- How do you provide video teaching to your online small groups? Our team at Saddleback Church built our own platform to get video teaching and study guides to our members, but you don't have to do that. You can use Ministry Grid, RightNow Media, SmallGroups.com, SmallGroup.com or even shoot videos yourself, and then upload the video on YouTube or Vimeo. Or you can simply send weekly discussion questions based on the weekend message.
- How can I test online small groups without purchasing a subscription with RightNow Media or another company? Create an email list on MailChimp and include all hosts and co-hosts of online small groups. After the conclusion of your weekend service, send an email with three to five discussion questions based on the message. Anyone wanting to host an online small group can then watch the weekend service as normal and use the discussion questions during their group time. To see an example of what this could look like in a more polished format, go to Saddleback.com/TalkitOver or Life.Church/TalkitOver.
- How do you train your online small group hosts and group members? You create healthy small groups three ways. First, train the leader of the small group with a video course that you offer online. Second, create small group curriculum that trains the entire group. Third, check in with the group regularly to answer specific questions. You can set up a small group video course or upload curriculum onto YouTube or Vimeo, or use teachable.com. Also having a Facebook group is super helpful in sharing ideas. Don't be the bottleneck to growth!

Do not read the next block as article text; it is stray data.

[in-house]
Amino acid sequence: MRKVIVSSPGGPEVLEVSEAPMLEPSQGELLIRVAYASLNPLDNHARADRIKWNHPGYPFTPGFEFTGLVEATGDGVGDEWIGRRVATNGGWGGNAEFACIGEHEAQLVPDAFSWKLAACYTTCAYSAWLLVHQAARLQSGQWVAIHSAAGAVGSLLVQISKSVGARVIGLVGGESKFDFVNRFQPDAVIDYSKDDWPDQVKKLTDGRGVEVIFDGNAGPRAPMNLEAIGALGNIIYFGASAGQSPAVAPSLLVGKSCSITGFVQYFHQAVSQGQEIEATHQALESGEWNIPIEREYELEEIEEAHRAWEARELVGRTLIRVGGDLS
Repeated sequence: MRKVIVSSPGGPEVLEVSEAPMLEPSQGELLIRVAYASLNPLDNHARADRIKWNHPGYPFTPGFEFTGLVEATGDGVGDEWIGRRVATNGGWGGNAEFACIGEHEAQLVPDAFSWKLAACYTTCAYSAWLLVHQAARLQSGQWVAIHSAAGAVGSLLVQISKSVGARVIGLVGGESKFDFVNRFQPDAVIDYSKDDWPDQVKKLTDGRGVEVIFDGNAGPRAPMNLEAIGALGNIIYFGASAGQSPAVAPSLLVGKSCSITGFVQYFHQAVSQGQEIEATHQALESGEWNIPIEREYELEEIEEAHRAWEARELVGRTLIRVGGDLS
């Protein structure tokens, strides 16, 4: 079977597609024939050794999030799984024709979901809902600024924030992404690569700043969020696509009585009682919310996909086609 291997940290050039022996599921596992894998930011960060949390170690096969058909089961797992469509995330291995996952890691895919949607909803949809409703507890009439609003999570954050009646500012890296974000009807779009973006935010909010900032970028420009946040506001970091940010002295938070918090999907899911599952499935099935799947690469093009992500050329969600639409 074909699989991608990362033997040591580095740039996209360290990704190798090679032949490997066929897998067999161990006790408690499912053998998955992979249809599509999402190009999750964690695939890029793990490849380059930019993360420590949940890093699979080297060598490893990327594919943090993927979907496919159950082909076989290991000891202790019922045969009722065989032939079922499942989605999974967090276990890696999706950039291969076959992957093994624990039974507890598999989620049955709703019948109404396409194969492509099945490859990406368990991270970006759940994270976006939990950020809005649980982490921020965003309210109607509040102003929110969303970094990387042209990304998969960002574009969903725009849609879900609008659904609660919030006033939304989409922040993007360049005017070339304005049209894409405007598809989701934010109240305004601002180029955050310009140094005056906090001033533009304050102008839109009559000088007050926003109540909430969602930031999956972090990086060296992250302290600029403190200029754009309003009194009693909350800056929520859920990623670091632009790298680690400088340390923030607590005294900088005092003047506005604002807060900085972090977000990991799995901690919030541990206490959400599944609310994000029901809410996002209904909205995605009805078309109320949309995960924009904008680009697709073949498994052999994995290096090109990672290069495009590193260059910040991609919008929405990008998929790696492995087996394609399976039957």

- How did your online small group total reach 1,000? We rely on a host strategy at Saddleback Church. We provide online access to video teaching, which allows us to lower the threshold of requirement to be an online group leader. We're not looking for Bible teachers or expert counselors. We are looking for a host to play a video and walk through prewritten discussion questions. We want the host to facilitate and not teach. Everyone, including the leader, is part of the transformation process. This host strategy allows us to start many groups at once because the barrier to entry is low and groups grow off the hosts' own personal sphere of influence. The Online Campus at Saddleback embraced this hosting strategy with online small groups.
- Anything else I should know about online small groups? Read Small Groups with Purpose by Steve Gladen to explore Saddleback Church's small group approach. Join the SmallGroupNetwork.com for up-to-date training on small groups and connect with other small group pastors. You also can check out Podcast: The What, Why and How of Online Small Groups and Podcast: Are Online Small Groups Possible & What do Online Groups Look Like?
Jay Kranda is the online campus pastor at Saddleback Church in Lake Forest, California. Jay oversees Saddleback's 167 online services that attract over 23,000 people weekly and manages over 1,100 small groups gathering outside of our local campuses' reach. To learn more about the ever-changing and evolving world of church online, visit JayKranda.com.
For the original article, visit pastors.com.